Career Focus

Career Focus

Rising demand for qualified architects

With growing public awareness that urban habitats need to be neat, well-laid out living spaces, the demand for professionally trained architects is growing exponentially

Rapid urbanisation and industrialisation of the Indian economy has generated huge demand for business and residential premises, especially in urban India, with investment in the real estate market slated to grow from $14 billion to $102 billion (Rs.408,000 crore) per year during the next decade. Moreover with growing public awareness that urban habitats need to be neat, well-laid out living spaces, the demand for professionally trained architects is growing exponentially.

Architecture is the art and science of conceptualising and designing residential, office, industrial and other buildings. As such, architects have to assume responsibility for planning and designing functionally sound, aesthetically appealing structures in harmony with their environment, and within the boundaries of agreed project budgets.

For prospective architecture students, study of mathematics and English at the Plus Two level is mandatory. Admission into architecture degree programmes also requires clearance of the National Aptitude Test in Architecture (NATA) conducted by the National Institute of Advanced Studies in Architecture, Pune (a unit of the Council of Architecture).

The full-time architecture degree (B.Arch) programme is of five years duration. The study programme includes a period of work experience either in the form of practical training for one semester or experience at a project site. A part-time diploma course takes seven years to complete.

After completing the bachelor of architecture (B.Arch) degree programme, students can press on to acquire a Master’s and specialise in a preferred field of the discipline — urban planning, urban design, architectural construction, property development, industrial design, construction law, disaster relief, architectural journalism, architectural history, landscape architecture etc. Moreover qualified architects have to register with the Council of Architects to practice the profession.

Among the most reputable architecture education institutes are the School of Planning and Architecture (SPA), New Delhi; Centre for Environment Planning and Technology (CEPT), Ahmedabad; the Sir J.J. School of Architecture, Mumbai, the oldest and largest fine arts college in Asia; Chandigarh College of Architecture; School of Architecture and Planning, Anna University, Chennai; Faculty of Technology & Engineering, MS University, Baroda; TYB School of Habitat Studies, New Delhi; IIT-Mesra, Ranchi; University of Roorkee, Uttar Pradesh.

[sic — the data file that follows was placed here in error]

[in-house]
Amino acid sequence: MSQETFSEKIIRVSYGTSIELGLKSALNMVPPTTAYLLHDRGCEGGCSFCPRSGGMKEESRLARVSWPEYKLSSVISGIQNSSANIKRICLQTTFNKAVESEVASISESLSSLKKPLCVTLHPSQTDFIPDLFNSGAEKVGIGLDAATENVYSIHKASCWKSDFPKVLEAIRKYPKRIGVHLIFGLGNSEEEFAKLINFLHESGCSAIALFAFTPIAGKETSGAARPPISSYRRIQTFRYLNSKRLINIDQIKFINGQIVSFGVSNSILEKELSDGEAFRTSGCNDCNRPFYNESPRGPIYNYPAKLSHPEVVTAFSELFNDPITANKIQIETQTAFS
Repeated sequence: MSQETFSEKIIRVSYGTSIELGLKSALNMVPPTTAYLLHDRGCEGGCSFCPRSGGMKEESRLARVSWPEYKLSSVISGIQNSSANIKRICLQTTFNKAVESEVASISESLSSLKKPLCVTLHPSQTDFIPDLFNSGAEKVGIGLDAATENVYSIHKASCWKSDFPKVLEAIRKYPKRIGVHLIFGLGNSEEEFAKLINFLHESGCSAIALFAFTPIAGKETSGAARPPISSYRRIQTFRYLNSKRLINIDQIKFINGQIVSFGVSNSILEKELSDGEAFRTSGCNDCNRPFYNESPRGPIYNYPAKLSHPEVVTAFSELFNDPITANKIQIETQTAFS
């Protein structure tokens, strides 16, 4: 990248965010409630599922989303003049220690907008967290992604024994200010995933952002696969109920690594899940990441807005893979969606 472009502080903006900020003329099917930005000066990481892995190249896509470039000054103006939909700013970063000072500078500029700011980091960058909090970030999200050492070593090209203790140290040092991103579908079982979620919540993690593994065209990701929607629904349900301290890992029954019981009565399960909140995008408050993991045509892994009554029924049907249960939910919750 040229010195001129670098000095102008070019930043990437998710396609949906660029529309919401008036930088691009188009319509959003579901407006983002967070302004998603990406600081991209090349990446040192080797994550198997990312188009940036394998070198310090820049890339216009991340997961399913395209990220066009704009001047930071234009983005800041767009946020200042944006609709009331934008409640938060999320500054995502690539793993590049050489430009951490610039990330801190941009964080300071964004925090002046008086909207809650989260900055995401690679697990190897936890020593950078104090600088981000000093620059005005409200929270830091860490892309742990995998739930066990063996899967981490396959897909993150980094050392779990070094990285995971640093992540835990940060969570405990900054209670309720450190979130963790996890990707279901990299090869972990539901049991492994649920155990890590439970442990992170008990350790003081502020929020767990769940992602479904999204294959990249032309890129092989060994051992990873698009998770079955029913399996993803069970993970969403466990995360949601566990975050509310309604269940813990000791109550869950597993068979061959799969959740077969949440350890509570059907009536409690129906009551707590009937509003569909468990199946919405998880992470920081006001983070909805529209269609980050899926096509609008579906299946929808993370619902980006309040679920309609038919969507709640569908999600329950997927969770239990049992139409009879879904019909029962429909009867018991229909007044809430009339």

With India’s residential housing shortage estimated at a massive 25 million units by HDFC (Housing Development Finance Corporation Ltd), newly qualified graduates are snapped up by architectural firms at starting salaries of Rs.10,000 per month. After a few years of hands-on experience, remuneration packages can swell to Rs.18,000-25,000 per month, and for those who go solo, the sky’s the limit.

"Job opportunities are aplenty for professionally qualified architects, especially those who can design memorable buildings. With industrial-isation and urbanisation, the country’s housing shortage is getting worse by the day. Unfortunately most qualified architects are obliged to work under the pressure and influence of developers and big builders intent on profit maximisation. As a result generous spatial planning and design are often sacrificed on the altar of expediency. Hence reputed architects like Charles Correa, Rusi Cambata, B.V. Doshi don’t get involved with builders launching big projects," says Shrikant Sathe, a renowned architect with 46 years of experience in the field, whose firm Sathe & Associates has to its credit a huge body of work, including some of the country’s finest buildings.

An alumnus of Sir J.J. School of Arts & Architecture, Mumbai, Sathe began his career in the family firm of M/s Master Sathe & Kothari, promoted by his father L.V. Sathe in 1930, and promoted his own firm Sathe & Associates in 1975. His work portfolio includes industrial and commercial complexes — banks, educational institutes, hospitals, cinema halls, hotels, residential buildings and bungalows across the country.

Closely involved with architectural education as a visiting professor at the MMC College of Architecture, Pune since 1997, IES College of Architecture in Mumbai since 2001 and as an examiner of the architecture degree course of Mumbai and Pune universities since 1995, Sathe advocates continuous revision of education syllabuses and curriculums. "I believe the B.Arch degree course should be regularly revised, and fresh B.Arch graduates should intern for two years under a senior architect before being licensed," he says.

Crystal ball gazing, Sathe believes new ICT (information communication technologies) have globalised the architect’s profession. "Today, with globalisation, the tele-communications revolution and computerisation, architects in Mumbai are designing buildings in Dubai and across Asia. Moreover with CCTV, architects can also reduce their site visits. The future is certainly bright for those opting for this creative vocation," says Sathe.

Indra Gidwani (Mumbai)